The Winding Stair - Finistere
In the symbolic language of the poet WB Yeats, the tower was the body and the winding stair was the soul. And so loads of his later works battled it out between the two extremes; life versus art, the physical and the spiritual.
We all know where Irish combo The Winding Star is coming from. Their music steers away from the noise and the filthy impulses of rock and roll. Rather, it seeks a place where feelings are considered in tranquillity, where power chords are outlawed and the cello hath dominion.
Acoustic guitar and violin also conspire to surround the voice of Clare Galway. Again, it's an instrument that's free from the influence of rhythm and blues. She sings high and clear, closer in spirit to folk divas such as Sandy Denny and June Tabor. Your scowling cousin with the Marilyn Manson T-shirt may not care much for it.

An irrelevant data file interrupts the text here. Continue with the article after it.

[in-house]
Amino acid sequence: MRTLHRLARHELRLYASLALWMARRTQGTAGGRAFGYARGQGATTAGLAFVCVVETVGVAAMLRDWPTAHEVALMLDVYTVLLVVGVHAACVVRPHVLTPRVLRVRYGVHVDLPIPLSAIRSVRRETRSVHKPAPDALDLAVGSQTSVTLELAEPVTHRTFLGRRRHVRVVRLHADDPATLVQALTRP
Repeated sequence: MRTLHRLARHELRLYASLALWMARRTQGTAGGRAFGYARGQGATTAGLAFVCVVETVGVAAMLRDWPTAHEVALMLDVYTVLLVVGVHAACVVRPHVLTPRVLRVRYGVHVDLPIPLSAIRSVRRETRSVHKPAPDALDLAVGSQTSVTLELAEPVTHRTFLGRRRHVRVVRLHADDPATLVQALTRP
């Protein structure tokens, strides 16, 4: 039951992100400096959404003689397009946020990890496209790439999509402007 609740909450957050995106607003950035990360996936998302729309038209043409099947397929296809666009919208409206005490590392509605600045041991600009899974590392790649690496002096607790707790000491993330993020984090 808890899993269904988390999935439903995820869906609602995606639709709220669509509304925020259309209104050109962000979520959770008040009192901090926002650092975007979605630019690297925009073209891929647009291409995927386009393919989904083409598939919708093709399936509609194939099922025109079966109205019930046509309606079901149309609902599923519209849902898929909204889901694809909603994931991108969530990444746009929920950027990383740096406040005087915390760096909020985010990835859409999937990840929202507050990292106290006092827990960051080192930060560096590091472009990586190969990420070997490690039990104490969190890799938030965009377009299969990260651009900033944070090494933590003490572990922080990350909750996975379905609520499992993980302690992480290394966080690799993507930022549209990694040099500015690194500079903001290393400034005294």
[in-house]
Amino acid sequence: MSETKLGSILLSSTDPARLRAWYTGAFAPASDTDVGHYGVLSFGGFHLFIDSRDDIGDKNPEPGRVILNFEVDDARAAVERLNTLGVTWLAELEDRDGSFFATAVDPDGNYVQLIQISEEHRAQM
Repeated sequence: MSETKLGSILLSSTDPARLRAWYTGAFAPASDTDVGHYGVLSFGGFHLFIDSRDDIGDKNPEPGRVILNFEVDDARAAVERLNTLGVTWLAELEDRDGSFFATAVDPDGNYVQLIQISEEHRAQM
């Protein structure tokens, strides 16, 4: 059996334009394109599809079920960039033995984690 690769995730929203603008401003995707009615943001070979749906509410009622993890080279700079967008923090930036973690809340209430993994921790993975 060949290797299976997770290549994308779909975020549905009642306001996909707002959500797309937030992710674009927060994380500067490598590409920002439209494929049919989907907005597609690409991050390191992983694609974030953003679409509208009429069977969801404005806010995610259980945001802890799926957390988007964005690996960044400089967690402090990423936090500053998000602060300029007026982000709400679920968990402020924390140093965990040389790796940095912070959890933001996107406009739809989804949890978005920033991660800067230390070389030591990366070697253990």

But that's not to say that the music is sterile and unresponsive. The track 'Promise' takes a while to rev up, but the intensity rises and the payload is considerable. And in 'Revelry' the melancholia is scored by the sound of a bell, tolling forlornly.
A few tunes sound rather mannered and lacking in colour, but the closing track 'How Can I Be Lonely' is virtually a pop song. It has a chorus of sorts, some nicely woven harmonies and the insistent tap of a bodhran. It's a perfect sign-off, allowing the band the option of turning all accessible and cool. Alternately, The Stairs may simply chose to takes us higher still.